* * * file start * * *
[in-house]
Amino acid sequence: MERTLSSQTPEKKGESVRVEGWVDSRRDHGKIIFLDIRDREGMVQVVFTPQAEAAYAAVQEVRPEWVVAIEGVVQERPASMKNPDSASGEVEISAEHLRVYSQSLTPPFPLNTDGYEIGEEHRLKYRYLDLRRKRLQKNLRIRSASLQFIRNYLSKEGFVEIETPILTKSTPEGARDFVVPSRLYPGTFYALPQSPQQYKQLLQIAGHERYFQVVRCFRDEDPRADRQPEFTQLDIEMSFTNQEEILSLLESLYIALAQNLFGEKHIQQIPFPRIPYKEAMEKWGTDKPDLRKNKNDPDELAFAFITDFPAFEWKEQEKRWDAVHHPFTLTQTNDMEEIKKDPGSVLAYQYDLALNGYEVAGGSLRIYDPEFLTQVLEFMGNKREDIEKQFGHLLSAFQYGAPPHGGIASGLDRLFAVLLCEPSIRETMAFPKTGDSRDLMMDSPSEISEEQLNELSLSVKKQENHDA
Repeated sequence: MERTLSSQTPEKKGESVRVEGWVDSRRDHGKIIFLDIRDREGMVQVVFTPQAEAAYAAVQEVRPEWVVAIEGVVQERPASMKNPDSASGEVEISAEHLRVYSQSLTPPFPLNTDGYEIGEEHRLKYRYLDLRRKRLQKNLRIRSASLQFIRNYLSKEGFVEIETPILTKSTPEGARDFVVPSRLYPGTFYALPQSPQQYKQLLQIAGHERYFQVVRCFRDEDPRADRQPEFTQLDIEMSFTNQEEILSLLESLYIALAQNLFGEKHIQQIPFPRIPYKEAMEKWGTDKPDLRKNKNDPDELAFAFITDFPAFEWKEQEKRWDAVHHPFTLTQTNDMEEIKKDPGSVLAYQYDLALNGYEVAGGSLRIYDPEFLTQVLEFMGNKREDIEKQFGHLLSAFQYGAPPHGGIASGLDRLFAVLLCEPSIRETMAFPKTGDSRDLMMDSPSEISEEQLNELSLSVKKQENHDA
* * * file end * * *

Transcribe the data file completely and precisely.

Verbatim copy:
[in-house]
Amino acid sequence: MERTLSSQTPEKKGESVRVEGWVDSRRDHGKIIFLDIRDREGMVQVVFTPQAEAAYAAVQEVRPEWVVAIEGVVQERPASMKNPDSASGEVEISAEHLRVYSQSLTPPFPLNTDGYEIGEEHRLKYRYLDLRRKRLQKNLRIRSASLQFIRNYLSKEGFVEIETPILTKSTPEGARDFVVPSRLYPGTFYALPQSPQQYKQLLQIAGHERYFQVVRCFRDEDPRADRQPEFTQLDIEMSFTNQEEILSLLESLYIALAQNLFGEKHIQQIPFPRIPYKEAMEKWGTDKPDLRKNKNDPDELAFAFITDFPAFEWKEQEKRWDAVHHPFTLTQTNDMEEIKKDPGSVLAYQYDLALNGYEVAGGSLRIYDPEFLTQVLEFMGNKREDIEKQFGHLLSAFQYGAPPHGGIASGLDRLFAVLLCEPSIRETMAFPKTGDSRDLMMDSPSEISEEQLNELSLSVKKQENHDA
Repeated sequence: MERTLSSQTPEKKGESVRVEGWVDSRRDHGKIIFLDIRDREGMVQVVFTPQAEAAYAAVQEVRPEWVVAIEGVVQERPASMKNPDSASGEVEISAEHLRVYSQSLTPPFPLNTDGYEIGEEHRLKYRYLDLRRKRLQKNLRIRSASLQFIRNYLSKEGFVEIETPILTKSTPEGARDFVVPSRLYPGTFYALPQSPQQYKQLLQIAGHERYFQVVRCFRDEDPRADRQPEFTQLDIEMSFTNQEEILSLLESLYIALAQNLFGEKHIQQIPFPRIPYKEAMEKWGTDKPDLRKNKNDPDELAFAFITDFPAFEWKEQEKRWDAVHHPFTLTQTNDMEEIKKDPGSVLAYQYDLALNGYEVAGGSLRIYDPEFLTQVLEFMGNKREDIEKQFGHLLSAFQYGAPPHGGIASGLDRLFAVLLCEPSIRETMAFPKTGDSRDLMMDSPSEISEEQLNELSLSVKKQENHDA